No one will listen to us until we listen to ourselves.Marianne Wilson
For so many of us, the word boundary causes great anxiety. Often, society tells us that our job is to always accommodate others, even at the expense of our own peace. But in the time of coronavirus, school closures and flu season that have run right into the holidays, many of us have had to think about how to set new and improved boundaries when it comes to protecting our families. This can be tough for many reasons, but mostly because we want to spend time with and welcome those we love into our space whenever possible.
But countless families across our country have a member with an underlying health issue or a small child. Even those in perfect health can face long-term impacts from COVID-19, and don’t want to take the risk of exposure. But, they may also feel really bad about saying no to family & friends who want to see them. This has really made me think about ways that boundaries play a role in our lives. I have some practical tips to share that will make setting and maintaining your boundaries a little easier this holiday season.
1. Know your why
If you are unsure about why you’ve decided not to do something, it will be hard for you to stand firm in your decision. But once you have committed to your position and know your why, you will be able to firmly share your position with confidence. You might say, “we’re not having visitors over to see the baby until flu season and COVID-19 are under control. We want to protect her.”
2. Remind yourself that you are doing the right thing
If you start to feel bad about your choice and need a reminder that you’re doing the right thing, use a journal or sticky note to write down your why and a few affirmations that can help you remember it. One affirmation that I find helpful is “I always do the right thing when I honor and protect my family.”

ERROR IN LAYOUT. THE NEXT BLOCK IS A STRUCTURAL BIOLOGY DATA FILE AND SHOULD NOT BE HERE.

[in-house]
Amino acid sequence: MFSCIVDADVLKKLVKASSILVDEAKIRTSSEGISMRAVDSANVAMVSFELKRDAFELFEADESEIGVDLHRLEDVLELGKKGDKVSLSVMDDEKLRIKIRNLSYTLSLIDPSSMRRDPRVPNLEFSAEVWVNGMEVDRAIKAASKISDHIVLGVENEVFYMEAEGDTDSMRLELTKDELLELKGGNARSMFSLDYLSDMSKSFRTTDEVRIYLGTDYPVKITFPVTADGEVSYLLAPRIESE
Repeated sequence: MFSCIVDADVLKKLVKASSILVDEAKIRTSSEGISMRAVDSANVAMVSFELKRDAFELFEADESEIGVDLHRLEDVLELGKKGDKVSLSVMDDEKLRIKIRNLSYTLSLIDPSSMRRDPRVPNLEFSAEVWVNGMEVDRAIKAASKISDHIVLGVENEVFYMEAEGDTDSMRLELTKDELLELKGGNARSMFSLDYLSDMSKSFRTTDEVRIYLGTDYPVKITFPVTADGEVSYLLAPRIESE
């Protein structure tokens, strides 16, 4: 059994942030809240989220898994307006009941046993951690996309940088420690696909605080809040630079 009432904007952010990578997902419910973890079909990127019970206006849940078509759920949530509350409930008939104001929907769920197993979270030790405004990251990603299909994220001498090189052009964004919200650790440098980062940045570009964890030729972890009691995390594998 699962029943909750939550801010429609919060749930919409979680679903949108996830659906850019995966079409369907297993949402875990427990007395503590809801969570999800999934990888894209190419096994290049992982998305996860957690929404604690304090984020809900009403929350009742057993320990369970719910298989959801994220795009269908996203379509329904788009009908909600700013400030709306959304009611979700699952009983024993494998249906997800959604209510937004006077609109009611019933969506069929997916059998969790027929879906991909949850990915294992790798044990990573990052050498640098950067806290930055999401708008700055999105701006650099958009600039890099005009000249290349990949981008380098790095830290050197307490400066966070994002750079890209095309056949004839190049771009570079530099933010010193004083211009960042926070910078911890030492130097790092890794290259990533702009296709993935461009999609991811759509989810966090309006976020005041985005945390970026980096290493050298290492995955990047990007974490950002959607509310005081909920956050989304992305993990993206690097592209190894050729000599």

I always do the right thing when I honor and protect my family. TweetBrittany in Bloom
3. Suggest safe, alternative activities
When you are setting boundaries around contact, it may be helpful to suggest alternatives that will keep everyone safe. Zoom, Netflix and Facetime have all been useful for bridging the gaps between families during the pandemic. You can find a list of great, socially-distanced activities for families here.
4. Do not apologize for setting a boundary
When you know that you are doing the right thing for your family, you do not need to weaken your statement down by saying “I’m sorry” or “I apologize.” You are allowed to decide what is best for your family without feeling bad about it. In case you forget, no (with a period at the end) is a complete sentence.
5. Give others time to process your answer without taking their feelings personally
Sometimes, hearing no will be very hard for people. And that is okay. That is something for them to work through, not for you to feel guilty about. If the person needs additional time to process their feelings, allow them the time and space to do so. If this means allowing them to come back to you when they are ready to talk again, that is fine. This may be the healthiest move for everyone involved. It may not be easy, but sometimes we have to make decisions that take us out of our comfort zone. It is, however, a major part of responsible adulting, so all will be well.
One of my favorite quotes on this topic is from Marianne Williamson. She says, “No one will listen to us until we listen to ourselves.” Allow this quote to empower you to have tough conversations. It may not be enjoyable, but the more confident we become in using our voice, the more others will learn to accept it.